One of the more provocative talks at the Economics and the Commons Conference last week was Andreas Weber’s critique of the “bio-economics” narrative that blends social Darwinism and free market economics. Bioeconomics is the default worldview for contemporary economic thought, public policy and politics. The only problem is that, by the lights of the latest biological sciences, this narrative is wrong, seriously wrong.
Worse, it is impeding the emergence of a more accurate account of natural systems and life itself. It is thwarting our ability to develop a new, more respectful relationship with nature. Weber proposes instead a new story of “enlivenment” that points to a different vision of the "more than human world" and to commons-based based ways of organizing our political economy.
Andreas Weber is a Berlin-based theoretical biologist, independent scholar and ecophilosopher who explores new understandings of “life as meaning,” a sub-discipline in biological sciences known as “biosemiotics.” This is the idea that living organisms are not just automatons who respond to various external, impersonal forces, but rather are intrinsically creative, sense-making organisms whose subjectivity and “consciousness” matter. Indeed, our subjectivity is an indispensable part of biological evolution, Weber contends.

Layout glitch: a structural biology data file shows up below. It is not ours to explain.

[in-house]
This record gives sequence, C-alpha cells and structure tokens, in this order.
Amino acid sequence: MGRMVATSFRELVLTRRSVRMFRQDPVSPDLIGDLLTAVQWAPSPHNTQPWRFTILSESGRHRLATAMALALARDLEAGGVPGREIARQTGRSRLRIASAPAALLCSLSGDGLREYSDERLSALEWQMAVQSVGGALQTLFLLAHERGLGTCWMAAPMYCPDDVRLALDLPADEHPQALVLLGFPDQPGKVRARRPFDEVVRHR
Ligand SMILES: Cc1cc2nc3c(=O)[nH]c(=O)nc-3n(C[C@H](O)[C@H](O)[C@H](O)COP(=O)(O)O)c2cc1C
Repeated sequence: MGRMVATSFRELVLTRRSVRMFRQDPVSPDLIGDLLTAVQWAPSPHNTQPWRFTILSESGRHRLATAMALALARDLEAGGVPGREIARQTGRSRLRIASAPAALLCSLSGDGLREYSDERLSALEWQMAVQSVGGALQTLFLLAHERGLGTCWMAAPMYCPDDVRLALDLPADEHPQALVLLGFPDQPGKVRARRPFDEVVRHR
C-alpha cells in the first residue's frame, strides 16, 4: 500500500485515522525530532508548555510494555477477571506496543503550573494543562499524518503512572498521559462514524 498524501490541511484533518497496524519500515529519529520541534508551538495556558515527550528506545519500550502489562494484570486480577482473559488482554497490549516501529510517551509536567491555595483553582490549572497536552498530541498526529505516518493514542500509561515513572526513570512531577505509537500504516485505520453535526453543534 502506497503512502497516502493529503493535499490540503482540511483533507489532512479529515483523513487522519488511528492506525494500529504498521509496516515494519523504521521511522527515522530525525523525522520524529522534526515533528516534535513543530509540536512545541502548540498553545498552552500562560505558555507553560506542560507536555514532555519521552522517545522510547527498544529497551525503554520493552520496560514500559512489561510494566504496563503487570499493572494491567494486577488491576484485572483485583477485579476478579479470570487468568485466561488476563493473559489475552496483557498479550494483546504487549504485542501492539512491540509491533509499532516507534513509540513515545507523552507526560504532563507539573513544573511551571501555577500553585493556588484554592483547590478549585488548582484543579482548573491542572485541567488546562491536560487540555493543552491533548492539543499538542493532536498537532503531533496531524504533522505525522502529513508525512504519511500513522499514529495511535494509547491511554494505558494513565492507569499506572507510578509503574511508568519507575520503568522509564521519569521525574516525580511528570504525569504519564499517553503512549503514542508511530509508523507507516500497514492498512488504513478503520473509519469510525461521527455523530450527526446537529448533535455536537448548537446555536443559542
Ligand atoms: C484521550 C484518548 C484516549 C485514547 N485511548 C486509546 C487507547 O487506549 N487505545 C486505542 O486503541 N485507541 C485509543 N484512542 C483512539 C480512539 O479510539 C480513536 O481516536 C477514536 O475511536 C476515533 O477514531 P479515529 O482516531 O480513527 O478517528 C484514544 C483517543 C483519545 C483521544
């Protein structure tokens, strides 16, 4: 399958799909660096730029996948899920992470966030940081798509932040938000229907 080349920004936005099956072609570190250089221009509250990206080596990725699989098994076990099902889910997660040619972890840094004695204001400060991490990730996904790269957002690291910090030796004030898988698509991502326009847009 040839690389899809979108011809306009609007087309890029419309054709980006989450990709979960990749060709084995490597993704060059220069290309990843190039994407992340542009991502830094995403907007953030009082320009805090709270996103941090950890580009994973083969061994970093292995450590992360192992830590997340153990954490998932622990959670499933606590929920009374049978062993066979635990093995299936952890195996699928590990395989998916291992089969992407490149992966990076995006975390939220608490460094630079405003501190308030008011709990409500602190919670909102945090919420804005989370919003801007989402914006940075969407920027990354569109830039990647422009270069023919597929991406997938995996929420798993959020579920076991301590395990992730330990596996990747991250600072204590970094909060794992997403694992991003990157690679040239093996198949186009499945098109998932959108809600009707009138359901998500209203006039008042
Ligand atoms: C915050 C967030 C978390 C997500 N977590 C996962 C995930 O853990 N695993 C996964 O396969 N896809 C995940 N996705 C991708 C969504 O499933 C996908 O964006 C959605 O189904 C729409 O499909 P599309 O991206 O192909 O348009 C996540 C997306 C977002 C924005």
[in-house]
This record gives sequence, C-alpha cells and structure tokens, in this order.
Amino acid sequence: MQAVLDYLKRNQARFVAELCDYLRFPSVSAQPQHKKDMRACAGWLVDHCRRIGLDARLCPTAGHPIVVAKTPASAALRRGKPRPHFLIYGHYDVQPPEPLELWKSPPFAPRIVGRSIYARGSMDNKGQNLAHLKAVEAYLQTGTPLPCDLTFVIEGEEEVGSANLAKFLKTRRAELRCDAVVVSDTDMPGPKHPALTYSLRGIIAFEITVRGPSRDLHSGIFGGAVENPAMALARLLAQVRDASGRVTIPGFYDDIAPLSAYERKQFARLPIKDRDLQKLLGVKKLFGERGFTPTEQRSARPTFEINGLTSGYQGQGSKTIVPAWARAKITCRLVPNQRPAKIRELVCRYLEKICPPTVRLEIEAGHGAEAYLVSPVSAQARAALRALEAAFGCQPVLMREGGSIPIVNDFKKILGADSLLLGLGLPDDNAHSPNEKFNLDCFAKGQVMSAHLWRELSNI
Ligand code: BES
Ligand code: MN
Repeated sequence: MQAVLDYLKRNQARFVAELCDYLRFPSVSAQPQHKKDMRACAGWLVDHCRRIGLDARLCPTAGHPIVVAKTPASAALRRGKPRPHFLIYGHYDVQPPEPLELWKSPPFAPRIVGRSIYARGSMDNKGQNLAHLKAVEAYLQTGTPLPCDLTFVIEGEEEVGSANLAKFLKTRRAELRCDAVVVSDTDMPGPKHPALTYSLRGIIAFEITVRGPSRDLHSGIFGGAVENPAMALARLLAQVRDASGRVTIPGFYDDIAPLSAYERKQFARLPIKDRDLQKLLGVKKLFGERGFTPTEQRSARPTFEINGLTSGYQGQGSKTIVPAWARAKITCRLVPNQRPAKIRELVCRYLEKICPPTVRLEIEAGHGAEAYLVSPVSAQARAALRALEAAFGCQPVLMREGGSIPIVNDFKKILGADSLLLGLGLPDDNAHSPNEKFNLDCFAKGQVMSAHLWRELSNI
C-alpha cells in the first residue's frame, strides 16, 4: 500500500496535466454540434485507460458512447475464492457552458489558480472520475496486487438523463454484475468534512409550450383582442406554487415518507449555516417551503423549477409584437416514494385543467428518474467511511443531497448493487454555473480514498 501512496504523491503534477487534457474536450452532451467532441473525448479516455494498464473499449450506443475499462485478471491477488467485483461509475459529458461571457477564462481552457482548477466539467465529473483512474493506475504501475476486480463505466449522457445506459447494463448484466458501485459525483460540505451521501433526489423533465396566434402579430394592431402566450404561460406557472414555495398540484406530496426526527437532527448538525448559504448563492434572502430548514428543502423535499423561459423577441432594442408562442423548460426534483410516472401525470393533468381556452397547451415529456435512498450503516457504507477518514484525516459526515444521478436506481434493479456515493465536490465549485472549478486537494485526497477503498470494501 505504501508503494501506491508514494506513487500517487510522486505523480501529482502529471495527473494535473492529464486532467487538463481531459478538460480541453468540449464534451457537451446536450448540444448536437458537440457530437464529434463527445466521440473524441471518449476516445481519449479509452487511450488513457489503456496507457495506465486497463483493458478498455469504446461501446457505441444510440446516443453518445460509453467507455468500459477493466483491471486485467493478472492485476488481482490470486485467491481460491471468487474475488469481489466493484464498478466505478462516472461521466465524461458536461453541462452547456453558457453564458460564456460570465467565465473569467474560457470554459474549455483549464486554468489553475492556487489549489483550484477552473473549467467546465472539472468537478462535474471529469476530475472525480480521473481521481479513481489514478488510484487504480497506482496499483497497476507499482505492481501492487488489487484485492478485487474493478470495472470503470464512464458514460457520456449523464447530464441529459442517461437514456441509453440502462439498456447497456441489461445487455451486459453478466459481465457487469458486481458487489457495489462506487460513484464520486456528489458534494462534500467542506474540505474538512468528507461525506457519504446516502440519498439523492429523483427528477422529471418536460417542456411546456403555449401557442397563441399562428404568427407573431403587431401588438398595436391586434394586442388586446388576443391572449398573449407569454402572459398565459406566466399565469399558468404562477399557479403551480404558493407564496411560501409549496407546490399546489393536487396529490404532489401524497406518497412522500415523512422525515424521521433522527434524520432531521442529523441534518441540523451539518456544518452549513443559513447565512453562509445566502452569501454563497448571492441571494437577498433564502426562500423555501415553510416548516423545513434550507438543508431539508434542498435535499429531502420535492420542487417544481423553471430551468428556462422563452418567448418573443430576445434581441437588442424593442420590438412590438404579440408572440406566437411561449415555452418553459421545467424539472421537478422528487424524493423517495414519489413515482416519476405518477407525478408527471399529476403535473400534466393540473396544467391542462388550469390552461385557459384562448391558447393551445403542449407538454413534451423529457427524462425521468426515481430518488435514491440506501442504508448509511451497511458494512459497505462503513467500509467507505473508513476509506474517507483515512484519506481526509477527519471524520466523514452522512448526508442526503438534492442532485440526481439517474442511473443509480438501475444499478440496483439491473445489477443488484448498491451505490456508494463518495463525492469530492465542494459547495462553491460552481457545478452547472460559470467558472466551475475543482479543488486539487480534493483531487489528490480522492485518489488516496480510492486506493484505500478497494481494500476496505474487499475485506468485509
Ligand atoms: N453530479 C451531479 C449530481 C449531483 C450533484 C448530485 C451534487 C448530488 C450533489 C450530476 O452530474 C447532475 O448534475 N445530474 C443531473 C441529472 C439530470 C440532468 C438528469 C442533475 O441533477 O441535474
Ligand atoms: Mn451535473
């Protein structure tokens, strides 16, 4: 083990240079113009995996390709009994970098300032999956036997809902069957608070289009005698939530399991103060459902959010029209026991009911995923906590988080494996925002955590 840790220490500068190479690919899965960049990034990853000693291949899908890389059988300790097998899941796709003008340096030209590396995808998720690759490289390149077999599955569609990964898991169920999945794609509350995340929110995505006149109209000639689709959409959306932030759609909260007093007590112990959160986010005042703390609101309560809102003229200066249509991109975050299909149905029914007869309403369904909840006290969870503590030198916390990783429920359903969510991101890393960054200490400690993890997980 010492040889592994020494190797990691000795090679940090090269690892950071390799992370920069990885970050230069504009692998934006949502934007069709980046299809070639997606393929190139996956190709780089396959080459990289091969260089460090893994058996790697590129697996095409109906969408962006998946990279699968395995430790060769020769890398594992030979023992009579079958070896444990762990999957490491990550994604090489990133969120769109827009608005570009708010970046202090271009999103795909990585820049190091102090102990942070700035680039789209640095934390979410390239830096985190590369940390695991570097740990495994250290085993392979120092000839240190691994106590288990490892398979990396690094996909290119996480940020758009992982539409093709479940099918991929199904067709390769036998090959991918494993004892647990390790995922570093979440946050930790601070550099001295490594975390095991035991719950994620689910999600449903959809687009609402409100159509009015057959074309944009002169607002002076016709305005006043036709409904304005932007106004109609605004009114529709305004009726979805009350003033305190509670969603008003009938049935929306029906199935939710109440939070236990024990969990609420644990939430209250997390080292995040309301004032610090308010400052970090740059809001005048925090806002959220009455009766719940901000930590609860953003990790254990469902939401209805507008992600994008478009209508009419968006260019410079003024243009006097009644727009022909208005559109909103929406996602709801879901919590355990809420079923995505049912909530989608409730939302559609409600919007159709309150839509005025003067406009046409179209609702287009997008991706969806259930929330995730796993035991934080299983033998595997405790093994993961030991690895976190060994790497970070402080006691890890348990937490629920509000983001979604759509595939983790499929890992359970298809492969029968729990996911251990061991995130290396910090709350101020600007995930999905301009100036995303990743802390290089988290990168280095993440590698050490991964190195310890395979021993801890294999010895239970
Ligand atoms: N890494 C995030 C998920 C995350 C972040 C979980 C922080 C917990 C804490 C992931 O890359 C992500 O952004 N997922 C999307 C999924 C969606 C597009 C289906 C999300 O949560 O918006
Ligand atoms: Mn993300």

Weber’s essay “Enlivenment: Towards a Fundamental Shift in the Concepts of Nature, Culture and Politics,” was just published by the Heinrich Boell Foundation. It can be downloaded here. (Full disclosure: I gave Weber some editorial advice about his text.)
Weber’s complaint about conventional biology is that it refuses to study life itself. It is too committed to Enlightenment categories of the individual, rationality and competition, and it insists upon a reductionist logic that cannot address, let alone provide answers, to what is life itself. Weber argues that organisms are “sentient, more-than-physical creatures that have subjective experiences and produce sense.” He notes that current biological sciences do not ask, “What do we live for? What are our inner needs as living creatures? What relationships do we have, or should we have, to the natural order? How do we produce things for our immediate needs or the market?....What is life and what role do we play in it?”